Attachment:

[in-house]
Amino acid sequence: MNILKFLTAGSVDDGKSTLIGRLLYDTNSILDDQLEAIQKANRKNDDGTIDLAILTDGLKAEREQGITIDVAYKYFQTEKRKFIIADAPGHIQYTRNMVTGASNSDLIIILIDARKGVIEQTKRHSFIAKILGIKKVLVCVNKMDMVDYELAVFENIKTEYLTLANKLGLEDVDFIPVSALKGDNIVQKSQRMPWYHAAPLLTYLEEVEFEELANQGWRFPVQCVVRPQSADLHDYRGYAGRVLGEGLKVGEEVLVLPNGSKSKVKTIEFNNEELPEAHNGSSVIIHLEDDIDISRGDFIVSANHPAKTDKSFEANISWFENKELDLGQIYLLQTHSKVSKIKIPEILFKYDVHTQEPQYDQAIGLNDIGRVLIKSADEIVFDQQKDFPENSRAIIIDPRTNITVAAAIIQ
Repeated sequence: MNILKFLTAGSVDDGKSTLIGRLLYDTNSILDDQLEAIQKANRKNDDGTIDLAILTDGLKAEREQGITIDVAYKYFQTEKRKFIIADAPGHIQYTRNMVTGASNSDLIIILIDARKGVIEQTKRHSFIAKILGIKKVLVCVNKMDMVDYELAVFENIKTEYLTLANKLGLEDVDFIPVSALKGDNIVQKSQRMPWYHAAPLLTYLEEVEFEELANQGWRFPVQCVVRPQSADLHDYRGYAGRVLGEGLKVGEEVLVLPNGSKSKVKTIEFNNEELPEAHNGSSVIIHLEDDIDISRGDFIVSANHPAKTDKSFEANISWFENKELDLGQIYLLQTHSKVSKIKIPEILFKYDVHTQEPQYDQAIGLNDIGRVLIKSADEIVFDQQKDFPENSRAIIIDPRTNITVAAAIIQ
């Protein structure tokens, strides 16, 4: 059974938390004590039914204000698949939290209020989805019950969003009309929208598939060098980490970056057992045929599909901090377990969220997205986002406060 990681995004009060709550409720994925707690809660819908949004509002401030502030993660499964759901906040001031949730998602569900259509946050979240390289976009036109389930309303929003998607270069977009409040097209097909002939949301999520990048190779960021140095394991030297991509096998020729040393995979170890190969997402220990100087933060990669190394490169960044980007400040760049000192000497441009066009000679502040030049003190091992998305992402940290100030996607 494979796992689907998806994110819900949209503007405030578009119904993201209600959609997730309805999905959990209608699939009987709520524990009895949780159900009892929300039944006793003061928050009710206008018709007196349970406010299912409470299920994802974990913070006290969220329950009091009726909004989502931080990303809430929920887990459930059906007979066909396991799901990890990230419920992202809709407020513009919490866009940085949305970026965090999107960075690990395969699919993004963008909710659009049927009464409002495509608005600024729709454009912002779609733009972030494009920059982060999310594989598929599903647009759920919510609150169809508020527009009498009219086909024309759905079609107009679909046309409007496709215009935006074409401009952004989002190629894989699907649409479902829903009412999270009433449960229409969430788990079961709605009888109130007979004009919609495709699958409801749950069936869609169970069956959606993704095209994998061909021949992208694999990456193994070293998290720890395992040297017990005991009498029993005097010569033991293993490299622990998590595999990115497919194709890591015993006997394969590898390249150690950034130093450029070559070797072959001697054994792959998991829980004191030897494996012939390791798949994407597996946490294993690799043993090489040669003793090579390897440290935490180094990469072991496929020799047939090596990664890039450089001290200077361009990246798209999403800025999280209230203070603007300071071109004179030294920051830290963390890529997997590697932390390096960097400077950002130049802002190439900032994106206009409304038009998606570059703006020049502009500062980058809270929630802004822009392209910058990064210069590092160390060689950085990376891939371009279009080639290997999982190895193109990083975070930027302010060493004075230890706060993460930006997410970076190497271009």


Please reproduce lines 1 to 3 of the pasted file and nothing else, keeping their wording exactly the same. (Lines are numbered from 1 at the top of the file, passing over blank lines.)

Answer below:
[in-house]
Amino acid sequence: MNILKFLTAGSVDDGKSTLIGRLLYDTNSILDDQLEAIQKANRKNDDGTIDLAILTDGLKAEREQGITIDVAYKYFQTEKRKFIIADAPGHIQYTRNMVTGASNSDLIIILIDARKGVIEQTKRHSFIAKILGIKKVLVCVNKMDMVDYELAVFENIKTEYLTLANKLGLEDVDFIPVSALKGDNIVQKSQRMPWYHAAPLLTYLEEVEFEELANQGWRFPVQCVVRPQSADLHDYRGYAGRVLGEGLKVGEEVLVLPNGSKSKVKTIEFNNEELPEAHNGSSVIIHLEDDIDISRGDFIVSANHPAKTDKSFEANISWFENKELDLGQIYLLQTHSKVSKIKIPEILFKYDVHTQEPQYDQAIGLNDIGRVLIKSADEIVFDQQKDFPENSRAIIIDPRTNITVAAAIIQ
Repeated sequence: MNILKFLTAGSVDDGKSTLIGRLLYDTNSILDDQLEAIQKANRKNDDGTIDLAILTDGLKAEREQGITIDVAYKYFQTEKRKFIIADAPGHIQYTRNMVTGASNSDLIIILIDARKGVIEQTKRHSFIAKILGIKKVLVCVNKMDMVDYELAVFENIKTEYLTLANKLGLEDVDFIPVSALKGDNIVQKSQRMPWYHAAPLLTYLEEVEFEELANQGWRFPVQCVVRPQSADLHDYRGYAGRVLGEGLKVGEEVLVLPNGSKSKVKTIEFNNEELPEAHNGSSVIIHLEDDIDISRGDFIVSANHPAKTDKSFEANISWFENKELDLGQIYLLQTHSKVSKIKIPEILFKYDVHTQEPQYDQAIGLNDIGRVLIKSADEIVFDQQKDFPENSRAIIIDPRTNITVAAAIIQ